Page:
Ben Okri's novel The Famished Road (Anchor Books 1991) is part of a widening stream of contemporary African literature, written in English and in many other languages. Here there is a sense of traditional African narrative techniques conveying some of the sense of life in a poor, tough, semi-rural African town in the twentieth century. There is no attempt to romanticize this place where a father goes to his work "carrying heavy loads" and there is a palpable sense of the destruction and degradation of the forest on the margins of urbanization. Civil unrest, alcoholism and violence are present in this surreal world of magical causes and dreamlike descriptions. Yet the storytelling power and the engagement with the interior life of a young man trying to make sense of a difficult world, gives the phrase "wrestling with demons" some fresh force. I liked the way he showed how the local tavern owner made a lasting impression and the oblique way of showing the moral dilemmas of the young boy. But the critical point, I think, is that here we have an authentic African sense of magical causation that owes nothing to South American phantasmagoria and that, paradoxically, conveys a persuasive sense of real life on a real dusty street. A great novel, a cut above the merely very good.
Friday, December 15, 2006
John Burdett, Bangkok 8, Vintage Books, 2003. My friend Tom Jacobs gave me this paperback for Christmas a year or so ago, along with Alma Guillermoprieto's Dancing With Cuba, on the correct assumption that I view literature as a way of expanding my horizons. You will expand your horizons with this book, unless you're already immersed in Buddhism, the Bangkok sex trade, and transexuality (be honest now!). This is an extremely well-conceived book written (by a Westerner) from the point of view of a half-caste Thai policeman, an imaginative exercise few Western writers would dare try to pull off (I'm reminded of Anthony Burgess's massive novel Earthly Powers written from the point of view of a gay man). Burdett can do it because he's so passionately involved with Bangkok and with the East-West interface, and obviously with Buddhism as well. There is a fine noir atmosphere and lots of, shall we say, information about the sex bars of Bangkok that compels one to scrutinize Mr. Burdett's bookjacket photo from time to time. Unfortunately as any aspiring genre writer knows well-conceived is one thing and well-realized is another; the second half drags (pardon the pun) a bit while the author cranks us through the awful (high-concept) truth and the awful (high-concept) retribution and so forth. Still I heartily recommend this one for mystery fans of all, um, persuasions.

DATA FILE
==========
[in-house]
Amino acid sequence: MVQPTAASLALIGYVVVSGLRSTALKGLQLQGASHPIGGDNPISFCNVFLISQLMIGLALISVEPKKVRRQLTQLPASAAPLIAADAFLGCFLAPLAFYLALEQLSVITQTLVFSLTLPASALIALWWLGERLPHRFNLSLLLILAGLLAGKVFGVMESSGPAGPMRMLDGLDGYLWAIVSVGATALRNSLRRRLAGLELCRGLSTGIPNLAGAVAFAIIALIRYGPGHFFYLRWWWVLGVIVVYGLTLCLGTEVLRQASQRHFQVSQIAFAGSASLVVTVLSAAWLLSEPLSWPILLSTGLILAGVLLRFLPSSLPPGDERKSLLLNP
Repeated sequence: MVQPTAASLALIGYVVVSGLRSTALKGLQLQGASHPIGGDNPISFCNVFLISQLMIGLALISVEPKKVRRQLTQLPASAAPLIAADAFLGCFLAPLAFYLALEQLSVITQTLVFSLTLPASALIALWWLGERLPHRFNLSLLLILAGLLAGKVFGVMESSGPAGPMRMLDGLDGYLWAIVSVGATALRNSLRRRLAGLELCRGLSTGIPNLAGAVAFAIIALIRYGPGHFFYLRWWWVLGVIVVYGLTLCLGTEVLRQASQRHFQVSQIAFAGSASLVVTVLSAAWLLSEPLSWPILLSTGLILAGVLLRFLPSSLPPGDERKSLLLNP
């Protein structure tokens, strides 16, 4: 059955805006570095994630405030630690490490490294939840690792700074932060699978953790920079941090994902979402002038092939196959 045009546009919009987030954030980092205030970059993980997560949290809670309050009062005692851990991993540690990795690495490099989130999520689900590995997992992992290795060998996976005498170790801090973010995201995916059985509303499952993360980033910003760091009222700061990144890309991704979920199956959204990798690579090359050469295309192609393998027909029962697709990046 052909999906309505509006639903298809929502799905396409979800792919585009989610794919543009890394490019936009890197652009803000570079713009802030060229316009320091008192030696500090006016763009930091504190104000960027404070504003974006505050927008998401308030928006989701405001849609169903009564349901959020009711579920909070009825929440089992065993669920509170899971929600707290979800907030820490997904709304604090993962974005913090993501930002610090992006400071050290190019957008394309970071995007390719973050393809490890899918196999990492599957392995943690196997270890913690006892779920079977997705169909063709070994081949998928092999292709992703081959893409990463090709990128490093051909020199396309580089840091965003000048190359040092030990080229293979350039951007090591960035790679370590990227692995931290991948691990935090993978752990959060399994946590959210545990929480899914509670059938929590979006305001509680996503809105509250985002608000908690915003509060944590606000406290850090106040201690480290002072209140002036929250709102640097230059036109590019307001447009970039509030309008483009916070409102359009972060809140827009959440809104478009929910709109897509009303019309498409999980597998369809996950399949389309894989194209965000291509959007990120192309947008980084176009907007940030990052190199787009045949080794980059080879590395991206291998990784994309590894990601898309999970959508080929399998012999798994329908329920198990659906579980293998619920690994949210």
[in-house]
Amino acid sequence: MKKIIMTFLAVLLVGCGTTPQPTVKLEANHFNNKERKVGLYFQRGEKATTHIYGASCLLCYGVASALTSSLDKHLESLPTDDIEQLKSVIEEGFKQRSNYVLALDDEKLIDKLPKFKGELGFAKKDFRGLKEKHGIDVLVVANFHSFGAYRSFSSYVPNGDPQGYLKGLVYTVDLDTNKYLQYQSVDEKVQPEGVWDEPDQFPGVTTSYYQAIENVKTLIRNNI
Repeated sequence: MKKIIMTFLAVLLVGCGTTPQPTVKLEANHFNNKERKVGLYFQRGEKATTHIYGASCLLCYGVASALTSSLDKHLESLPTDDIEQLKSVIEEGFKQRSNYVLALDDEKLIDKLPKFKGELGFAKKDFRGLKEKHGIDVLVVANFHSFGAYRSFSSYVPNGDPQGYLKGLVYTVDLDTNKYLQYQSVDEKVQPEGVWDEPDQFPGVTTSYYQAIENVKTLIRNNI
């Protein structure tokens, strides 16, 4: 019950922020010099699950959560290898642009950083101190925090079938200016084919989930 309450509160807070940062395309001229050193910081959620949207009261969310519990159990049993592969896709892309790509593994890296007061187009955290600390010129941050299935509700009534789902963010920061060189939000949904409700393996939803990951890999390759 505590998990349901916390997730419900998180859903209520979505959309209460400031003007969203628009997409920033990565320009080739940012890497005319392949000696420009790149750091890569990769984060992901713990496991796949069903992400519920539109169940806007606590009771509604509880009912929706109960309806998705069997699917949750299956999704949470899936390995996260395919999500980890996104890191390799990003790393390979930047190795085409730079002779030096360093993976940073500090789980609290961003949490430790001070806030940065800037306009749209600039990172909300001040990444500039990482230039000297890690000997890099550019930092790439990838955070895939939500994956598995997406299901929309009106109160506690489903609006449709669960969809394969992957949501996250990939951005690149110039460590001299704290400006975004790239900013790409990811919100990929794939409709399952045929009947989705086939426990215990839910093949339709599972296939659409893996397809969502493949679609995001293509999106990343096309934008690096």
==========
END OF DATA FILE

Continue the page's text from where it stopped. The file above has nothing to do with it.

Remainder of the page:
Wednesday, December 13, 2006
I draw your attention to Larry McMurtry's review of the new (and second) volume of memoirs by Gore Vidal, Point to Point Navigation: A Memoir, 1964 to 2006, in the November 30 issue of the New York Review of Books. I love the NYRB, but in particular I never miss anything by McMurtry or by Russell Baker, both brilliant and funny writers. Speaking of brilliant and funny writers, here the topic is Gore Vidal, one of America's most important writers who is now in advanced age and intimating mortality, apparently doggedly writing which comes as no surprise. McMurtry does a fine and sensitive job of conveying some of the elegiac spirit of the work, all the better coming from reviewer and author neither one of whom is known for delicate sensibilities. Anyway, let me get out of the way so you can follow McMurtry's advice to Amazon, and I quote: "But the best of the writing is much more telling than the Personality - or any Personality, is likely to be. I refer particularly to Julian, to Homage to Daniel Shays, and to the excellent Messiah, a book that's not remotely had its due," and further on, "In my opinion Palimpsest is about as good a literary memoir as we have." Well there you have it.
Tuesday, December 12, 2006
This is the first installment of Anderson Brown's Literary Blog. Here I will keep a reader's blog of books and articles, reviews and so forth that I am reading or thinking about. I read through a lot of novels and I've been wanting to set up a blog like this for some time, so this is a good day.